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My naive question may actually lead to something interesting.

Let $\Phi_m(x)$, $\Phi_n(x)$ be cyclotomic polynomials, $m<n$. These polynomials are relatively prime and so there are polynomials $s(x), t(x)$ with rational coefficients such that $s\Phi_m+t\Phi_n=1$. Let $d$ be the least common denominator of the coefficients of the polynomials $s,t$ (of minimal degrees, $s,t$ obtained by the Euclidean algorithm). A Maple experiment shows that the following conjectures may be true.

Conjecture 1. If the number $d$ is not equal to $1$ then $m$ divides $n$ and $n/m$ is a prime power.

Conjecture 2. If $n=mp^k$ where $p$ is prime, then $d=p$.

Question. Are these conjectures true?

Motivation: $\Phi_m$ and $\Phi_n$ are co-prime in the ring of integers modulo any number that is co-prime with $d$. In particular, if $d=1$, then the reductions of $\Phi_m$ and $\Phi_n$ modulo any number would be relatively prime.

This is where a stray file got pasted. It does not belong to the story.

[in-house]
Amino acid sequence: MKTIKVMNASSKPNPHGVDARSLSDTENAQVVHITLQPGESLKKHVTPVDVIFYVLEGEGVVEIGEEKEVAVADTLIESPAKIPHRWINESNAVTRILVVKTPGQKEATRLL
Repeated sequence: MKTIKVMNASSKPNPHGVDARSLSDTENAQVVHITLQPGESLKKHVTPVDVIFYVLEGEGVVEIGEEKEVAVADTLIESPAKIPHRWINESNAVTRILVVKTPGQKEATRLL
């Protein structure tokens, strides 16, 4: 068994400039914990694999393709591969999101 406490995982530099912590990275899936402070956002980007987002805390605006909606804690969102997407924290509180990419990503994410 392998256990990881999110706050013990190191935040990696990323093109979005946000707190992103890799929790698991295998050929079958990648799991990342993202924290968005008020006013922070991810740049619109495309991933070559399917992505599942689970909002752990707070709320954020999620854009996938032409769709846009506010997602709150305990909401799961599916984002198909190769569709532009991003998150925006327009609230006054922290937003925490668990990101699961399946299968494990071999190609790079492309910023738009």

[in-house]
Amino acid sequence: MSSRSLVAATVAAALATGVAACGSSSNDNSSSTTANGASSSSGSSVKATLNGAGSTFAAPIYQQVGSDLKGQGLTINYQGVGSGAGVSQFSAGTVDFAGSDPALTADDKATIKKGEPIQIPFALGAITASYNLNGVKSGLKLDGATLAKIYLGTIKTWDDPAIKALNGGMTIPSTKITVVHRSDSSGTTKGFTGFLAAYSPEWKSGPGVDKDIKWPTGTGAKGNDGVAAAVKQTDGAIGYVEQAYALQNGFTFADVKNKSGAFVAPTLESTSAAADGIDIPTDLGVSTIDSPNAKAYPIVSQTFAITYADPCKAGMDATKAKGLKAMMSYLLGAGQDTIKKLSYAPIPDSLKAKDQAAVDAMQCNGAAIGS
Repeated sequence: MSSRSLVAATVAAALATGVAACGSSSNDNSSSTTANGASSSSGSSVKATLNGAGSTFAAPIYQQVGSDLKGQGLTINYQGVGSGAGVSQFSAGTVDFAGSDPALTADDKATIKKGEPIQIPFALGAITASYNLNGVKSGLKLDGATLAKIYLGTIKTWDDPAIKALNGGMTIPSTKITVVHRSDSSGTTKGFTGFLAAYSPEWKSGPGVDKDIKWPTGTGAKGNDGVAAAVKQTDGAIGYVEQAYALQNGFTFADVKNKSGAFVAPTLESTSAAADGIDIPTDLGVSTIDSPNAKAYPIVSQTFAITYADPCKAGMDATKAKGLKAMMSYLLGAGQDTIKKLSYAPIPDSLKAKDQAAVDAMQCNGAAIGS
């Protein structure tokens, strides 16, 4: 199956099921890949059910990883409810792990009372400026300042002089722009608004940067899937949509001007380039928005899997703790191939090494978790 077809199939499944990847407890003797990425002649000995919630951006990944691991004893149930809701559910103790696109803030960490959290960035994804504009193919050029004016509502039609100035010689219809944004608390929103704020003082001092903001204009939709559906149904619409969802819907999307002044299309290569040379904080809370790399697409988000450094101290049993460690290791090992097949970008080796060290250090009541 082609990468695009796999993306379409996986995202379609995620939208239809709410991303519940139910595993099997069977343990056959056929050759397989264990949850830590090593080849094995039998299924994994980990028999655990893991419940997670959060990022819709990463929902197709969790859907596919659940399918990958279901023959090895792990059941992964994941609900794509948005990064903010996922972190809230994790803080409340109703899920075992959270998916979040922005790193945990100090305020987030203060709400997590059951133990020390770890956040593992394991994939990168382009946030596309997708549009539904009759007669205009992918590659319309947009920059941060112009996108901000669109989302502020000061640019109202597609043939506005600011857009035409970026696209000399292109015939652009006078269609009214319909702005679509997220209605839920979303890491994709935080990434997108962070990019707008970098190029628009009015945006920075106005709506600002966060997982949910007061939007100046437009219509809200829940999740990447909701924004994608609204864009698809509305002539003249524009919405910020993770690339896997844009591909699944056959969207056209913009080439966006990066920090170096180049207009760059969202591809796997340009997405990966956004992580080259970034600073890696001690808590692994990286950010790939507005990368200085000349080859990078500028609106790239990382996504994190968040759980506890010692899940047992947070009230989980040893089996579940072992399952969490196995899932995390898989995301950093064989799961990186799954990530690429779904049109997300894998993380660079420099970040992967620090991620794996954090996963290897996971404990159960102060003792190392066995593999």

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  • $\begingroup$ This resembles Theorem 2.4 (or thereabouts) in notes of Jameson that helped answer a question of mine (phi_n(p) is like p^(phi(n))). When I remember the link I will post it. However Jameson's result is about numbers, not polynomials. Gerhard "Should Text Less, Drive More" Paseman, 2018.01.15. $\endgroup$ – Gerhard Paseman Jan 16 '18 at 2:18
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This note (see theorem 2.2) attributes this result to

Diederichsen, Fritz-Erdmann, "Über die Ausreduktion ganzzahliger Gruppendarstellungen bei arithmetischer Äquivalenz", Abh. Math. Sem. Hansischen Univ. 13, (1940). 357–412

but also points out to pp. 550-554 in Curtis/Reiner "Methods of representation theory, with applications to finite groups and orders" vol.1.

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  • $\begingroup$ Thank you! Indeed, the result is true and a stronger version of it is in Curtis/Reiner. $\endgroup$ – Mark Sapir Jan 16 '18 at 3:14

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